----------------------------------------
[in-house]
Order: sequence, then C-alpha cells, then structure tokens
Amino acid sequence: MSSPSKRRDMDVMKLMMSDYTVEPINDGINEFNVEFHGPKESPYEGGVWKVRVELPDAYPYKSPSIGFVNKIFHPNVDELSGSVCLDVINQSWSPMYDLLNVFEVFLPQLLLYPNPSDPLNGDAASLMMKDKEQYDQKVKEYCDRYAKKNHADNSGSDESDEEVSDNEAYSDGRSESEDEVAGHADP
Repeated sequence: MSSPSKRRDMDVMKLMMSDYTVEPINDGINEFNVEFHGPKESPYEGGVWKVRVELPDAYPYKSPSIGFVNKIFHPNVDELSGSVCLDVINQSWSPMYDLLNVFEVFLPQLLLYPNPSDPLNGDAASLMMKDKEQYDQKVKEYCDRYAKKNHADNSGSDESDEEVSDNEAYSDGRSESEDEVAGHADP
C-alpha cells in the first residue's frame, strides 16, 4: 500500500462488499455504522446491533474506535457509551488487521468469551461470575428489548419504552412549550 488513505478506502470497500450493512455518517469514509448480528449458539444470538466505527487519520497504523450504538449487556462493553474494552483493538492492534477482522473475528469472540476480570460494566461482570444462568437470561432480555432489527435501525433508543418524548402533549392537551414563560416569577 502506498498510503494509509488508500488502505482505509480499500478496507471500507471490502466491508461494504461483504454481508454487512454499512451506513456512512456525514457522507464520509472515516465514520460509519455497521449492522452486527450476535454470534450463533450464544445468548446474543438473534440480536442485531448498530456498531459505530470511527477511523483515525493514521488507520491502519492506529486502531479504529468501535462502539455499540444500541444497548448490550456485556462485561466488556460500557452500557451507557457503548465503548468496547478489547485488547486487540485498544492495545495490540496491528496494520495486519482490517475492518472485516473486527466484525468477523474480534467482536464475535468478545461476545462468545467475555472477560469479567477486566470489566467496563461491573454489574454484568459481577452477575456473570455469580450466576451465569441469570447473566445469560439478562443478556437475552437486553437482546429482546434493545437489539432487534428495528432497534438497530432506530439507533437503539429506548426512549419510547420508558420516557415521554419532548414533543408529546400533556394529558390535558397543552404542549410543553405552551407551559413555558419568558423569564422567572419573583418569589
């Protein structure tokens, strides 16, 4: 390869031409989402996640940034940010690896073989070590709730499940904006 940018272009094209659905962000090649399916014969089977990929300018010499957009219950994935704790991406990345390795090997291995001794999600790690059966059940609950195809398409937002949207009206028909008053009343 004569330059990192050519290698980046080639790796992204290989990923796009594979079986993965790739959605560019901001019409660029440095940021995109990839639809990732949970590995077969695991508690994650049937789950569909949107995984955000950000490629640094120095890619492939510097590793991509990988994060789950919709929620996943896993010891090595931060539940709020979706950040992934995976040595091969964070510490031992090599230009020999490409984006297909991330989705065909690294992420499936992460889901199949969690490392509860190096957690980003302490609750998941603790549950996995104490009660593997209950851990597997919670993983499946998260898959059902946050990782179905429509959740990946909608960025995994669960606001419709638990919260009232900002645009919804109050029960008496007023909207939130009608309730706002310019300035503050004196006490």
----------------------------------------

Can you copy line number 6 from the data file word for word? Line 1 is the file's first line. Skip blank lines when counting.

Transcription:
């Protein structure tokens, strides 16, 4: 390869031409989402996640940034940010690896073989070590709730499940904006 940018272009094209659905962000090649399916014969089977990929300018010499957009219950994935704790991406990345390795090997291995001794999600790690059966059940609950195809398409937002949207009206028909008053009343 004569330059990192050519290698980046080639790796992204290989990923796009594979079986993965790739959605560019901001019409660029440095940021995109990839639809990732949970590995077969695991508690994650049937789950569909949107995984955000950000490629640094120095890619492939510097590793991509990988994060789950919709929620996943896993010891090595931060539940709020979706950040992934995976040595091969964070510490031992090599230009020999490409984006297909991330989705065909690294992420499936992460889901199949969690490392509860190096957690980003302490609750998941603790549950996995104490009660593997209950851990597997919670993983499946998260898959059902946050990782179905429509959740990946909608960025995994669960606001419709638990919260009232900002645009919804109050029960008496007023909207939130009608309730706002310019300035503050004196006490």